The state, despite the best of intentions, is always in the business of harm.

A person is either free or not free. It is not possible to split this difference and make a compromise, even by majority vote. Freedom is indivisible, Herbert said. Either our volition is our own or it is taken away and exercised by the state.

What are the implications of Herbert’s analysis? Taxation must be abolished and replaced by voluntary contributions to the government. If people are unwilling to pay, it is evidence that they do not consider the service rendered to be worth the price.

All monopolies and privileges granted by the state must be abolished, whether in education, the postal service, or trade. That includes libel law, since no one has a right to his or her reputation. When people call each other bad names, they must face those consequences themselves.

All state services must be abolished, including poor laws, nationalized mines, religious restrictions, and government subsidies for industry.

All restrictions on individual behavior must be abolished. That includes restrictions on alcohol and drug consumption, prostitution, mandatory vaccinations, and divorce. All must be free to do what they wish without being impeded by government decree. That includes repealing compulsory education laws, laws restricting what one does on Sunday, and child labor laws.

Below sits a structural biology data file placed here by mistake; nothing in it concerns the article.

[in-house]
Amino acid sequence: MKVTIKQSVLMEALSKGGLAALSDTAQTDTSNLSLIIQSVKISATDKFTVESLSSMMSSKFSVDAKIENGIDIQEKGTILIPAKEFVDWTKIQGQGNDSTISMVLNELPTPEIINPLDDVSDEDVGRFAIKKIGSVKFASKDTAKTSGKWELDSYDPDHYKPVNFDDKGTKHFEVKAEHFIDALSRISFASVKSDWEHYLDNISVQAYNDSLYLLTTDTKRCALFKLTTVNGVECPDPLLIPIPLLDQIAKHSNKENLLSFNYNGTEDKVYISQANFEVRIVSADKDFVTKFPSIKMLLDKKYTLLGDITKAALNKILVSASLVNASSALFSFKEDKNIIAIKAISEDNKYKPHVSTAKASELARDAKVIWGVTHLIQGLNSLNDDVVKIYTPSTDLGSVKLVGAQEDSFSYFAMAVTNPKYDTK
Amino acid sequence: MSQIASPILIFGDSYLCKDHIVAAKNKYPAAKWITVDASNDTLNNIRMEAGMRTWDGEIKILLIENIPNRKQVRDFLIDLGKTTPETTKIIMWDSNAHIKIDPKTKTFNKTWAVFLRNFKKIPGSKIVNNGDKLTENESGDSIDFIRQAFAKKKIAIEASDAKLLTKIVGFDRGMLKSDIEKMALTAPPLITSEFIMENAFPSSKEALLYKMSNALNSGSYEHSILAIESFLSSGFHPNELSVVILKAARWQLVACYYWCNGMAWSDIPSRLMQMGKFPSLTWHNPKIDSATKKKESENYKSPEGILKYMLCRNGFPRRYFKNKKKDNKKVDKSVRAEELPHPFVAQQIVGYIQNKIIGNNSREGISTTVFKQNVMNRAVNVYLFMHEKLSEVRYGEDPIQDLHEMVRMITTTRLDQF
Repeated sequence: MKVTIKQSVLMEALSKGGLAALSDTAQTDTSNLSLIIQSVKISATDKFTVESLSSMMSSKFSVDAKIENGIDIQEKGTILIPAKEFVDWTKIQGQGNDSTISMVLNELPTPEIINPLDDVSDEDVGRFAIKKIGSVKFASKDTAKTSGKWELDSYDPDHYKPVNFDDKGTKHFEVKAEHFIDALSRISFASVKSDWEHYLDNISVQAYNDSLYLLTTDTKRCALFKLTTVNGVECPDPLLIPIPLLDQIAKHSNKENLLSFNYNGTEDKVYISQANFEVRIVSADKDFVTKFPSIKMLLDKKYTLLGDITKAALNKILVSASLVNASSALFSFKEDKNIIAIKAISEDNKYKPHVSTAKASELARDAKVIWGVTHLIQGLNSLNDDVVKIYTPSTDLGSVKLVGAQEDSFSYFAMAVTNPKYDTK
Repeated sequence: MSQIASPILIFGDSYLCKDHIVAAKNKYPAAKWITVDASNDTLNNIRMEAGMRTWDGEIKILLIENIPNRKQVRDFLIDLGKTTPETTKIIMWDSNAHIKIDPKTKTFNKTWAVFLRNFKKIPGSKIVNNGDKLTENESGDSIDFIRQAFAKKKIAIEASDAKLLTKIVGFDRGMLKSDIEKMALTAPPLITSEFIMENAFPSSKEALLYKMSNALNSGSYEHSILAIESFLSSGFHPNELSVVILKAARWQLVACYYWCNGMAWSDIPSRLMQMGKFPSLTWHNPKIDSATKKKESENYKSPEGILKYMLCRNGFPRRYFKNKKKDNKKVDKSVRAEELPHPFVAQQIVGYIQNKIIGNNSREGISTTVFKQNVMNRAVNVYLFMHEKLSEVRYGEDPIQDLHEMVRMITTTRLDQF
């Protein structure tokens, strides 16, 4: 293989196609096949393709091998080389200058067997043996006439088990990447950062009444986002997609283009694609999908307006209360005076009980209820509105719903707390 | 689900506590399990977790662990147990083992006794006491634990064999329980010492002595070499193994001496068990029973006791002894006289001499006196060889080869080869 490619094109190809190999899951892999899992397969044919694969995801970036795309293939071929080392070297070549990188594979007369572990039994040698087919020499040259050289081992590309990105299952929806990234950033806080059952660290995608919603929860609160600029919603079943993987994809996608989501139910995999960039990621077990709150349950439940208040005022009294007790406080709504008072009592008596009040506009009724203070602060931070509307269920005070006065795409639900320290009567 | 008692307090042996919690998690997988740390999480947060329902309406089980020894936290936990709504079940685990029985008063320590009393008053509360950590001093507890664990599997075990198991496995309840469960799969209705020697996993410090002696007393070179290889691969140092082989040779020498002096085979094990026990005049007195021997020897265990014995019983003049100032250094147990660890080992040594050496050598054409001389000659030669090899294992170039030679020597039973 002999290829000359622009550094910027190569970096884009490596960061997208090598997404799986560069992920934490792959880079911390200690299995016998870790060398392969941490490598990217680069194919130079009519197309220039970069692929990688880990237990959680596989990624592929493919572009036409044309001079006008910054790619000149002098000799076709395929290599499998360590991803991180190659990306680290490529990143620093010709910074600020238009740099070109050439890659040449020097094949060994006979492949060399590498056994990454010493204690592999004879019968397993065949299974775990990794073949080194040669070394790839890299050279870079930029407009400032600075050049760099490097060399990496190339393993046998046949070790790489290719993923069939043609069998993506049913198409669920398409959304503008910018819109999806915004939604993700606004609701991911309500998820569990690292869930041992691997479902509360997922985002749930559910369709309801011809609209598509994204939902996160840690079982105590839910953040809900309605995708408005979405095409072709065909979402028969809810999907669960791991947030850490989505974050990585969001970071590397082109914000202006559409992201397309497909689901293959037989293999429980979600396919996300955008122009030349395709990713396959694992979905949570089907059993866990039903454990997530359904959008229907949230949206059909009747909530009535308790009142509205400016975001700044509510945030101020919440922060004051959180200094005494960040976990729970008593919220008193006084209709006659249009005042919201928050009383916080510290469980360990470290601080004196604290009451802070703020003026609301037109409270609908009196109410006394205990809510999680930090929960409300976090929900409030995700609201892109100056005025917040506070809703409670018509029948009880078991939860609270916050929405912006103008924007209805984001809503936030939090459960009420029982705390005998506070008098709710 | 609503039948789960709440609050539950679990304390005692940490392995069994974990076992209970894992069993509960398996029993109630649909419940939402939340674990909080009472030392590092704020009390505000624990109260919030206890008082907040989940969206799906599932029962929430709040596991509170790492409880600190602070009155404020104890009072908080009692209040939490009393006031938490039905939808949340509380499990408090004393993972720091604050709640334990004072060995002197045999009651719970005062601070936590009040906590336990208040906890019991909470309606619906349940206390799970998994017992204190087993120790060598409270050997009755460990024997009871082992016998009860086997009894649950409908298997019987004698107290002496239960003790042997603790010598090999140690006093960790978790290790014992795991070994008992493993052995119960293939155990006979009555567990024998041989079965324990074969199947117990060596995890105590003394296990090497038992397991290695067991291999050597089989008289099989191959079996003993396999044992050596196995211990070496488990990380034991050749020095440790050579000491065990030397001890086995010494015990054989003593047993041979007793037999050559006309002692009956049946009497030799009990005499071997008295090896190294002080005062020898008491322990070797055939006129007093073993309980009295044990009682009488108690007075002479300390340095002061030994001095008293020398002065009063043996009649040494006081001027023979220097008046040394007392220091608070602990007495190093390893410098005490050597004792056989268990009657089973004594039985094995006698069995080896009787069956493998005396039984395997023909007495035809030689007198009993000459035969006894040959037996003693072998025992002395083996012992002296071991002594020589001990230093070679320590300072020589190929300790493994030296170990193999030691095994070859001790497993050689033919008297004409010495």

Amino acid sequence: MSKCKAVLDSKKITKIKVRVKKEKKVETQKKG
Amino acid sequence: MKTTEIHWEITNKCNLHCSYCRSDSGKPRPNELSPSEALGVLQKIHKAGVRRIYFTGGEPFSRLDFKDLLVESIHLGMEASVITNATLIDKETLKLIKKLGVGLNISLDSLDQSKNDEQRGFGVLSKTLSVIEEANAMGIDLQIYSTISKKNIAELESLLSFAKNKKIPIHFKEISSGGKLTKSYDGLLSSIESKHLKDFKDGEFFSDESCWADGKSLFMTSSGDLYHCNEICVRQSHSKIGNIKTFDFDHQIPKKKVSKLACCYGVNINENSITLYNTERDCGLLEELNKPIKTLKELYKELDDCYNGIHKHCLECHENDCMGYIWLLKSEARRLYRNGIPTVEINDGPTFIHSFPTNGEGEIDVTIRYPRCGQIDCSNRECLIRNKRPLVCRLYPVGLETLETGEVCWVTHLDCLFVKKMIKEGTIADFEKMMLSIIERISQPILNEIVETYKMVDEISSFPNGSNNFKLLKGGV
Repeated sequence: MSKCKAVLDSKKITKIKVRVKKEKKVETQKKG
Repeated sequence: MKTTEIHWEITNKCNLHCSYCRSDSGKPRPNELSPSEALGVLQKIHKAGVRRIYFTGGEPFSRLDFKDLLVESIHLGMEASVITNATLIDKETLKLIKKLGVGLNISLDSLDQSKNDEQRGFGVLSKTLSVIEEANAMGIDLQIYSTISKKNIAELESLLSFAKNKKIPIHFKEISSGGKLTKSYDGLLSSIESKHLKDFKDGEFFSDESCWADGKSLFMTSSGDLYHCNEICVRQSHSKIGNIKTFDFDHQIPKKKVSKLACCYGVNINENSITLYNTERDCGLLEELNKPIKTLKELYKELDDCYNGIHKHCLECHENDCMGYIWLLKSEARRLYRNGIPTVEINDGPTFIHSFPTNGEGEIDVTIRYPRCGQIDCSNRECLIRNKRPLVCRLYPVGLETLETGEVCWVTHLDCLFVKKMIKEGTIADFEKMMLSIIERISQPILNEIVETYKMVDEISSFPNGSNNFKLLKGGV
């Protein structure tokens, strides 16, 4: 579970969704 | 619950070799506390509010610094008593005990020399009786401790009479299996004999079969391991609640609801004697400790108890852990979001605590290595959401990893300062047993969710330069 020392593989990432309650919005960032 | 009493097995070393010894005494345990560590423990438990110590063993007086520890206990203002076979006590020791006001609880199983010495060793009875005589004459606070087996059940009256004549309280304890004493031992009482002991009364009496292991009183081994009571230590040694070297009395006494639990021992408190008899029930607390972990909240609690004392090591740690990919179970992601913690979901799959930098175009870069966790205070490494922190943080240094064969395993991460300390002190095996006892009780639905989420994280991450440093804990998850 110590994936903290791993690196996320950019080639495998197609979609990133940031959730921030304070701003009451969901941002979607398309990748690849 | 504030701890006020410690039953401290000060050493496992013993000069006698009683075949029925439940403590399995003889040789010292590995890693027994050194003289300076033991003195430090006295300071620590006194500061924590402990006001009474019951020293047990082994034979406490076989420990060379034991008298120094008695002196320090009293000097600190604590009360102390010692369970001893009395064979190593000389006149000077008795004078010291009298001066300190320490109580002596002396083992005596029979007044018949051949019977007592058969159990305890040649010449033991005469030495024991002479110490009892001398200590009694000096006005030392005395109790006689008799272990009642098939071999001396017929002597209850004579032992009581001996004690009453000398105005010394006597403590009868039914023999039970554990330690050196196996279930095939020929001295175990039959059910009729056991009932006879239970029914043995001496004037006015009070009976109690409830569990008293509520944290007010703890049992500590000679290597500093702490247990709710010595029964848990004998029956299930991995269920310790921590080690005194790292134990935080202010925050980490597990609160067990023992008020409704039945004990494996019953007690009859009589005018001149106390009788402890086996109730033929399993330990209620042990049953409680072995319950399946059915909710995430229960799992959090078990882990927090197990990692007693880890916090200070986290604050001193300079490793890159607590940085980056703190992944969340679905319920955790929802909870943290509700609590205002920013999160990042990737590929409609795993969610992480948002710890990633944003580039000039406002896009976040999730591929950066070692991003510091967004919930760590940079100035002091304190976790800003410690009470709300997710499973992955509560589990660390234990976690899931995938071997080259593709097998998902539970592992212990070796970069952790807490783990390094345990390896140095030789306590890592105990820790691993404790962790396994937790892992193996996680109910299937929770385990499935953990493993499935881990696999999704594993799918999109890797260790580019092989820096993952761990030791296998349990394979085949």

Finally, justice demands the end to all colonialism and imperialism against neighboring states. All people everywhere should be free to choose their own government. Nothing should be imposed on anyone, foreign or domestic.

Herbert was a voluntarist who rejected the term “anarchism,” which he took to mean lawlessness. He also rejected the use of violence in the reform of the system, writing that it is a different matter to hate the current system versus loving liberty. To love liberty is to seek peace, understanding, and universal rights and cooperation. To hate the system is to use every tactic to overthrow it, including violence. That second path does nothing to secure a lasting liberty.